Published: 01st October 2021
As reopening looms in Kerala, schools who sold off buses during lockdown scramble to buy them back
Ernakulam District School Trip Drivers Association are getting back its lost members, the majority of them are now in other jobs after their livelihood took a downturn by prolonged school closure
Even as they are set to reopen within a month, Kerala schools are caught in an odd conundrum — many of them had sold their ageing school buses during the lockdown and are now scrambling to provide transportation for their children. Why did they sell their existing buses? Several schools in the state sold off their buses as maintenance costs throughout the pandemic were a burden they just couldn’t carry any longer, according to a news report.
In any other year, maintenance costs of school buses would be included in the overall fees — under the ‘bus fee’ head. But schools in the state and several parts of the country have been shut for more than a year now. "Nearly 200 school and college buses sold in such a manner, mostly by unaided schools, are now available in the second-hand vehicle market in Muvattupuzha and surrounding areas. Though the business in used buses is usual during the start of every academic year, this time the number of such vehicles is many folds more," Muhammad Kunju, a used vehicle dealer in Muvattupuzha told The Hindu.
TPM Ibrahim Khan, President, Kerala CBSE School Management Association, told the daily that the sale of school buses was one of the many problems related to the transportation of students. "Operating school buses with only one student in a seat is just not feasible especially since most of the services operate through the interiors. This leaves the reopening of primary classes uncertain since students of higher classes can either avail other means or their parents will drop them considering the significance of public exams their wards have to take," Khan told The Hindu.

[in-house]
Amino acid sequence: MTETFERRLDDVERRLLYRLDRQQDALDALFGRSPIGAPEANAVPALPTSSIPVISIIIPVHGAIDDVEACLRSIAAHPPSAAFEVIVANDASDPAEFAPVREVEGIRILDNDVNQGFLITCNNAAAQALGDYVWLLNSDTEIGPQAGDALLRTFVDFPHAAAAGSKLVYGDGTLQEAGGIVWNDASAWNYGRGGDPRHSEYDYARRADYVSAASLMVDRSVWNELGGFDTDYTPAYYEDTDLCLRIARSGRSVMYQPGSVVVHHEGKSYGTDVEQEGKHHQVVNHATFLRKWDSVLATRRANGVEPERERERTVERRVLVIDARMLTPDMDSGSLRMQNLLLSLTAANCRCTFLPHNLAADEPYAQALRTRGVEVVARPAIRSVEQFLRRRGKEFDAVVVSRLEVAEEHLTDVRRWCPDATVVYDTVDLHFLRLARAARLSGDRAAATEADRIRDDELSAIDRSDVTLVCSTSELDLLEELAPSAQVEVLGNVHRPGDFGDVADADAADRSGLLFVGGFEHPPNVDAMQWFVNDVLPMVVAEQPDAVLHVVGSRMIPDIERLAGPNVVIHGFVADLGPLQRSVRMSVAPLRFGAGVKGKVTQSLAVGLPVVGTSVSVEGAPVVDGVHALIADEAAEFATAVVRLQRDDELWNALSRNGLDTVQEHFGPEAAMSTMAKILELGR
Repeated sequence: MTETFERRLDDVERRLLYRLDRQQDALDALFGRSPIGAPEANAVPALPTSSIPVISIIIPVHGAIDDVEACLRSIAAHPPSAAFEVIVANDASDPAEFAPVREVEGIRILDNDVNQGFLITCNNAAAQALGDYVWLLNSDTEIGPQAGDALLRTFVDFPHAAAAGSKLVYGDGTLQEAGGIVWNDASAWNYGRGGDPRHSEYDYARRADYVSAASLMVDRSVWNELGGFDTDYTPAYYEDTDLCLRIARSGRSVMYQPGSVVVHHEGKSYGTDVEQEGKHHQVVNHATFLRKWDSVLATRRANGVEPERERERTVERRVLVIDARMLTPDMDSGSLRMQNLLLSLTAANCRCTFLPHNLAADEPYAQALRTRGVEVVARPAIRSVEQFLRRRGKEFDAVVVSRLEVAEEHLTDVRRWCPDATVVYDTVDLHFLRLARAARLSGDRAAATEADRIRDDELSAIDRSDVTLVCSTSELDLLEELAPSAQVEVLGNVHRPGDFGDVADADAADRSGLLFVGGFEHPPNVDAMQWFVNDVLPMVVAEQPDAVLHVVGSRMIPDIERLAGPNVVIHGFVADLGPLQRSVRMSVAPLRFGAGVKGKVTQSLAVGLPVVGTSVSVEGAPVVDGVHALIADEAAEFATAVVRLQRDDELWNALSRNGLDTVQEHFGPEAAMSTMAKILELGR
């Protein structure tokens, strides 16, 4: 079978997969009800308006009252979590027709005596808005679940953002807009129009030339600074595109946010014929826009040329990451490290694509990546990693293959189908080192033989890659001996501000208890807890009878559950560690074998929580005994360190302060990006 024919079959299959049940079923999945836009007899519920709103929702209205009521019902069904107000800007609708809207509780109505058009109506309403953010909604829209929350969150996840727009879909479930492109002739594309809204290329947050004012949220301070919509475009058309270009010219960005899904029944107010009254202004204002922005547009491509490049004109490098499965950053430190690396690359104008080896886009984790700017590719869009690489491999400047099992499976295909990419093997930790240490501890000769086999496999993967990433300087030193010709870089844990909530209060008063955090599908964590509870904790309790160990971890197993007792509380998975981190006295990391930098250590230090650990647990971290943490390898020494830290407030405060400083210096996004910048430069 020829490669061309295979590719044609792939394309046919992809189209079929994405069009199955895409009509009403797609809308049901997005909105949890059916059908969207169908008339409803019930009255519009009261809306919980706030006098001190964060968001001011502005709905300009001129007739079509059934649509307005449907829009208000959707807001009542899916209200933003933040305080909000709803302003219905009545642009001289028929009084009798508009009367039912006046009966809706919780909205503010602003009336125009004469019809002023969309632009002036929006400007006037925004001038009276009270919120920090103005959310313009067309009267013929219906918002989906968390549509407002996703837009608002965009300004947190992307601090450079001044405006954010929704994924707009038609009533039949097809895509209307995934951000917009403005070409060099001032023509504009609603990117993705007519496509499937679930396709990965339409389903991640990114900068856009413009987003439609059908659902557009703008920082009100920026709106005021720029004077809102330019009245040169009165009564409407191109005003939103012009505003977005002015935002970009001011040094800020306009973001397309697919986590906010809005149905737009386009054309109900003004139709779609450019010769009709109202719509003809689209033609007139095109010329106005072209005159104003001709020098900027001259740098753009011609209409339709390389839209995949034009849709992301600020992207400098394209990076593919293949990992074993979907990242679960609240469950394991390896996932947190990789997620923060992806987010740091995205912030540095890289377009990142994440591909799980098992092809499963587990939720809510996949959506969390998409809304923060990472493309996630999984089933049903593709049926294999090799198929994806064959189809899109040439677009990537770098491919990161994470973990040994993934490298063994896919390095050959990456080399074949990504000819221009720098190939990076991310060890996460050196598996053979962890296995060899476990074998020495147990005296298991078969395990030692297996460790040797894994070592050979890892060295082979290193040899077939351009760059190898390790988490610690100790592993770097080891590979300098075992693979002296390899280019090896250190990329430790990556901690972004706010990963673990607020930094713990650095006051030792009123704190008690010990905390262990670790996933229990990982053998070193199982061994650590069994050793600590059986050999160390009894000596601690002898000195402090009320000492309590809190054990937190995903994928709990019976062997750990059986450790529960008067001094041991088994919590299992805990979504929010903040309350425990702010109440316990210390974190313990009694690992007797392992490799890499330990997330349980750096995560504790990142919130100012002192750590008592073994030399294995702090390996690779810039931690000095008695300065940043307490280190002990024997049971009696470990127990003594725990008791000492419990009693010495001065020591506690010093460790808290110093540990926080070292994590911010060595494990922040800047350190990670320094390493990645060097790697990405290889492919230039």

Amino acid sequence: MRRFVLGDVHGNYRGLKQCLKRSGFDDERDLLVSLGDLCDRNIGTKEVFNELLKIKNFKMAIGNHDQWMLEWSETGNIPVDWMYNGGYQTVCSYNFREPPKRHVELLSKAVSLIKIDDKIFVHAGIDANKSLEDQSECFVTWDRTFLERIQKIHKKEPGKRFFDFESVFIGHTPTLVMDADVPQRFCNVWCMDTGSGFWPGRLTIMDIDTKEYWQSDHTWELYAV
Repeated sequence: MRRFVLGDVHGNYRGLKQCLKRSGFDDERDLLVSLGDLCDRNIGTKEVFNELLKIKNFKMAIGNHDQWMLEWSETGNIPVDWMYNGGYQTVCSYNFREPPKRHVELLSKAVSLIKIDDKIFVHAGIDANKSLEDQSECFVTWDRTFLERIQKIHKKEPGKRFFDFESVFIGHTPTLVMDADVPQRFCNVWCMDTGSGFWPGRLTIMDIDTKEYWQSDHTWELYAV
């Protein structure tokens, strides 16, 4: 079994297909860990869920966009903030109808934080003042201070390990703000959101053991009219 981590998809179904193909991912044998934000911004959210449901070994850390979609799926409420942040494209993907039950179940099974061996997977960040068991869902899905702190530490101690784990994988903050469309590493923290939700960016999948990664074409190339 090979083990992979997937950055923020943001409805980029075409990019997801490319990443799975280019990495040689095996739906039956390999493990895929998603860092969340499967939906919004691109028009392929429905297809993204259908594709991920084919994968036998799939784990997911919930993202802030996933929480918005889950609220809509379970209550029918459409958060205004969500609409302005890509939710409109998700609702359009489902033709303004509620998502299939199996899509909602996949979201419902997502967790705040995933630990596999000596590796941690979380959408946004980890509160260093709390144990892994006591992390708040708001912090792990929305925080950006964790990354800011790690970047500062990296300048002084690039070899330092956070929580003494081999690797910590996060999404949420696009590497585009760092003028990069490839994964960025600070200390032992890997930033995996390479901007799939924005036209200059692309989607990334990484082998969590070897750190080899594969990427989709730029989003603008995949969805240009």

Khan added that the government waiver of tax till the end of this month was redundant since schools were anyway entitled to that by law. What needs to be done is a waiver for the rest of the academic period, he said. "Also, the discriminatory vehicle tax between government and aided schools and unaided schools should also be done away with for which we have submitted a memorandum to the Chief Minister," he told The Hindu. While the former needs to pay only an annual tax of Rs 4,000, the latter has to pay Rs 100 per seat.
Meanwhile, the Ernakulam District School Trip Drivers Association, which reportedly has 879 members, has started getting back its drivers — the majority of whom had gone for other jobs after their livelihood was hit by lockdowns and school closures. “We have already intimated the members. They remain hopeful of resuming services in compliance with the guidelines to be issued by schools in consultation with the parent teacher associations for the safety of students," VV Praveen, district general secretary of the association, reportedly said.